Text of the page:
London is the largest and most important dealing center in the world, with a market share at more than 30 percent according to the BIS survey. Most of the dealing desks of large banks are located in London; the majority of major FX transactions are completed during London hours due to the market’s high liquidity and efficiency. The vast number of market participants and their high transaction value make London the most volatile FX market of all. Half of the 12 major pairs surpass the 80 pips line, the benchmark that we used to identify volatile pairs with GBP/JPY and GBP/CHF reaching as high as 140 and 146 pips respectively.

GBP/JPY and GBP/CHF are apt for the risk lovers. These two pairs have an average daily range of more than 140 pips and can be used to generate a huge amount of profits in a short period of time. Such high volatility for the two pairs reflects the peak of daily trade activity as large participants are about to complete their cycle of currency conversion around the 

FIGURE  European Session Volatility

world. London hours are directly connected to both the U.S. and the Asian sessions; as soon as large banks and institutional investors are finished repositioning their portfolios, they will need to start converting the  European assets into dollar-denominated ones again in anticipation of the opening of the U.S. market. The combination of the two reconversions by the big players is the major reason for the extremely high volatility in the pairs.

For the more risk-tolerant traders, there are plenty of pairs to choose from. EUR/USD, USD/CAD, GBP/USD, and USD/CHF, with an average range of 100 pips, are ideal picks as their high volatilities offer an abundance of opportunity to enter the market. As mentioned earlier, trade between the European currencies and the dollar picks up again because the large participants have to reshuffle their portfolios for the opening of the U.S. session.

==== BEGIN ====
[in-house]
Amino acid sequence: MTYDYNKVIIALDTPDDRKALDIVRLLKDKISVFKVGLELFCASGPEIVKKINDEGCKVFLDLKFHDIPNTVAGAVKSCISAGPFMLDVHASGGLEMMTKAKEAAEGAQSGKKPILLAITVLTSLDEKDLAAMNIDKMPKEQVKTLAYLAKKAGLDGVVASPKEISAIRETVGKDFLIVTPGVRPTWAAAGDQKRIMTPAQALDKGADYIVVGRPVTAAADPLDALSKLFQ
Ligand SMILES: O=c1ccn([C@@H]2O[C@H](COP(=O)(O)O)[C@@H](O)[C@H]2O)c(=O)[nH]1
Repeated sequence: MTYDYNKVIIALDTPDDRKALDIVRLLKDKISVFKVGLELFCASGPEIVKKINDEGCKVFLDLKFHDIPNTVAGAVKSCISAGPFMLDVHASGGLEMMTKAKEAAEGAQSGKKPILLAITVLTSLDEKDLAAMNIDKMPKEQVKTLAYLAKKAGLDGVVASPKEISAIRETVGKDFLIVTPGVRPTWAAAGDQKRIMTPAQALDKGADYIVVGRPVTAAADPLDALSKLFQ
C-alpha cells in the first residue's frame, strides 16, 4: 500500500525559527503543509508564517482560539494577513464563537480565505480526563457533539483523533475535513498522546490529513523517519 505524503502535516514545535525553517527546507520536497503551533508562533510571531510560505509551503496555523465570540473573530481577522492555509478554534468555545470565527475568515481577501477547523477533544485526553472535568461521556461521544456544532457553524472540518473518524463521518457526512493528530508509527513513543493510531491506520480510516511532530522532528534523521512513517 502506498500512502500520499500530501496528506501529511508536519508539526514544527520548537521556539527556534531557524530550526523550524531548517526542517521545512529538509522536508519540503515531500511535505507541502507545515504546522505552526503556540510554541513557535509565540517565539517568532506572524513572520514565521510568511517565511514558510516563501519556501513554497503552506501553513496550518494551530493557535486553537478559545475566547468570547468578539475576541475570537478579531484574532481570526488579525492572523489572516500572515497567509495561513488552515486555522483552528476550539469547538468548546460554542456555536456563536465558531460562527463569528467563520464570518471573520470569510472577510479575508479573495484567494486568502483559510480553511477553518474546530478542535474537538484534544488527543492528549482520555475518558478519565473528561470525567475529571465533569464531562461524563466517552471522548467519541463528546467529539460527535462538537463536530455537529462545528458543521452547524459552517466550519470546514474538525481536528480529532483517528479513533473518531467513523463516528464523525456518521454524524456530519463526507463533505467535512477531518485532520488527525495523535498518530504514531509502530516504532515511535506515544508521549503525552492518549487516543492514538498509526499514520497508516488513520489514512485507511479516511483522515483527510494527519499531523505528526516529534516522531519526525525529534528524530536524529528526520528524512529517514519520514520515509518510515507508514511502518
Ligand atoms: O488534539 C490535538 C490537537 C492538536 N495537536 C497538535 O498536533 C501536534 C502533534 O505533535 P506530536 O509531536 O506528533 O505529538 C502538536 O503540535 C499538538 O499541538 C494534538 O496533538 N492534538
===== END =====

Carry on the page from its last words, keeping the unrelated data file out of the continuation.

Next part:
For the more risk-averse participants, the NZD/USD, AUD/USD, EUR/CHF, and AUD/JPY, with an average of about 50 pips, are good choices as these pairs provide traders with high interest incomes in additional to potential trade profits. These pairs allow investors to determine their direction of movements based on fundamental economic factors and be less prone to losses due to intraday speculative trades.

8 A.M.–12 P.M. EST

The FX markets tend to be most active when the hours of the world’s two largest trading centers overlap. The range of trading between 8 a.m. and noon EST constitutes on average 70 percent of the total average range of trading for all of the currency pairs during the European trading hours and 80 percent of the total average range of trading for all of the currency pairs during U.S. trading hours. Just these percentages alone tell day traders that if they are really looking for volatile price action and wide ranges and cannot sit at the screen all day, the time to trade is the U.S. and European overlap.

2 A.M.–4 A.M. EST

The trade intensity in the European–Asian overlap is far lower than in any other session because of the slow trading during the Asian morning. Of course, the time period surveyed is relatively smaller as well. With trading extremely thin during these hours, risk-tolerant and risk-loving traders can take a two-hour nap or spend the time positioning themselves for a breakout move at the European or U.S. open.

FIGURE  U.S.–European Overlap

FIGURE  European–Asian Overlap